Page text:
The Next Step on Climate Action: Parking Reform

Source: By Gernot Wagner and Matthew Lewis, Bloomberg • Posted: Sunday, September 25, 2022

California is finally poised to lift parking requirements across the state. Here’s why that would be a huge win for the climate.

Los Angeles, home of ample parking.

Los Angeles, home of ample parking. Photo by Qian Weizhong/VCG via Getty Images

The recent passage of the Inflation Reduction Act, and its historic investments in technologies that will reduce climate pollution, are a harbinger of a possibly more hopeful climate future. But there’s a giant climate task left on the table, and it’s one where Congress doesn’t hold much sway: urban land use.

The built environment plays a substantial role in climate pollution, both in terms of energy use in our homes and businesses, and in the transportation systems we use to get around. While the IRA’s historic investment in “electrifying everything” — from vehicles to household heating and cooling — will make a huge difference, there’s still a large gap between the climate ambition of our electric future and the reality of how our cities set incentives for low-carbon lifestyles.

See, for example, how the state of California has historically approached the seemingly mundane issue of parking.

Los Angeles County devotes more than 200 square miles of land for automobile parking — a swath of real estate that’s almost 10 times the size of Manhattan. In the Bay Area, home to the world’s most productive technology companies (and some of the most expensive housing in the world), there are over 15 million parking spots, or more than two per registered vehicle. That is in addition to private garages attached to single-family homes.

California currently stands on the cusp of enacting a powerful climate policy that targets this enormously wasteful allocation of urban land. A bill now under consideration by Governor Gavin Newsom, Assembly Bill 2097, would eliminate parking mandates across the state. Currently, most California cities — like cities nationwide — require developers to create a certain number of parking spaces with any new homes or commercial projects they build, regardless of size. So a single-unit home in Costa Mesa must provide two parking spots, and a three-bedroom condo must do the same. A 1,000-square-foot restaurant or bar in Los Angeles must provide 10 parking spots — which ends up with the restaurant being half the size of its parking lot.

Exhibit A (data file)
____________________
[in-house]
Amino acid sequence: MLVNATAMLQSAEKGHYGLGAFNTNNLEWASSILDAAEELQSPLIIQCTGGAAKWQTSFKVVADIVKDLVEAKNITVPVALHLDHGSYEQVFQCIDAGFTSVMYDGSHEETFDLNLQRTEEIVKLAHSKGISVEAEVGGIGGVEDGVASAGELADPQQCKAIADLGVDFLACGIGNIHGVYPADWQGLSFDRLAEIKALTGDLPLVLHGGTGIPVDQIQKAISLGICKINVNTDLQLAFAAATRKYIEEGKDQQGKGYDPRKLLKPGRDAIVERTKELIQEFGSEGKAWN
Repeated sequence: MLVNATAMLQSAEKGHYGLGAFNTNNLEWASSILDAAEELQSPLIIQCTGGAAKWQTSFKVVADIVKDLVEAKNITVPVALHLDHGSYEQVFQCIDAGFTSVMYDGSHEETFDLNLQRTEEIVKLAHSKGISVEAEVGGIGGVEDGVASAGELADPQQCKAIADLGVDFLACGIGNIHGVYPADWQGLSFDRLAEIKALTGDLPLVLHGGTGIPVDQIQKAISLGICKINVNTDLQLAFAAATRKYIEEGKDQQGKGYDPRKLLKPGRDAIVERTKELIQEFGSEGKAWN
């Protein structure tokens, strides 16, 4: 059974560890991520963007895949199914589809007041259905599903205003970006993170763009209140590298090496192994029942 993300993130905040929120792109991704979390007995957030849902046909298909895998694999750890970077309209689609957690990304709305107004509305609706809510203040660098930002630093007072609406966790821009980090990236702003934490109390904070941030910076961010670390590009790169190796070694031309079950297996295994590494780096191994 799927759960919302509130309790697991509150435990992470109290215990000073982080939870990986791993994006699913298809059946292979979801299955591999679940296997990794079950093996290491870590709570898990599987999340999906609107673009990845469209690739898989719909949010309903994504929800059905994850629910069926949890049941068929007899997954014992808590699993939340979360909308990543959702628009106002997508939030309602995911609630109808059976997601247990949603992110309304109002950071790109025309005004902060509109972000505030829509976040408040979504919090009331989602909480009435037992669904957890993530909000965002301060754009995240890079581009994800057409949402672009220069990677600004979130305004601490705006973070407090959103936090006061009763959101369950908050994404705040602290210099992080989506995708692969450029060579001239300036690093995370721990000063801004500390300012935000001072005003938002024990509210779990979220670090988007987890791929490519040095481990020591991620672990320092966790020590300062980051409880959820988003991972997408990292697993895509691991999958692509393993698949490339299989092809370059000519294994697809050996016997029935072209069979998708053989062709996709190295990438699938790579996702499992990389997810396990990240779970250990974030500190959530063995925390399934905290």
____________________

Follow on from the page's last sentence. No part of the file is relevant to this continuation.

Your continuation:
These mandates drive up costs, consume precious real estate and encourage more driving, which results in more traffic, less livable cities and additional climate pollution. Last year, UCLA professor emeritus Donald Shoup (the grandfather of parking reform) and California Assemblymember Laura Friedman argued in Bloomberg CityLab in support of Friedman’s bill to eliminate parking minimums near public transit.

AB 2097 is similar, but with additional provisions that would free commercial properties from the burdensome yoke of parking mandates.

Over the past several years, California’s housing shortage and affordability crisis has dominated the news, and rightly so: The fifth-largest economy in the world, with 10% of the US population, is also home to the worst poverty and the highest rates of homelessness in the country — and mandatory parking minimums have played a role in creating these conditions.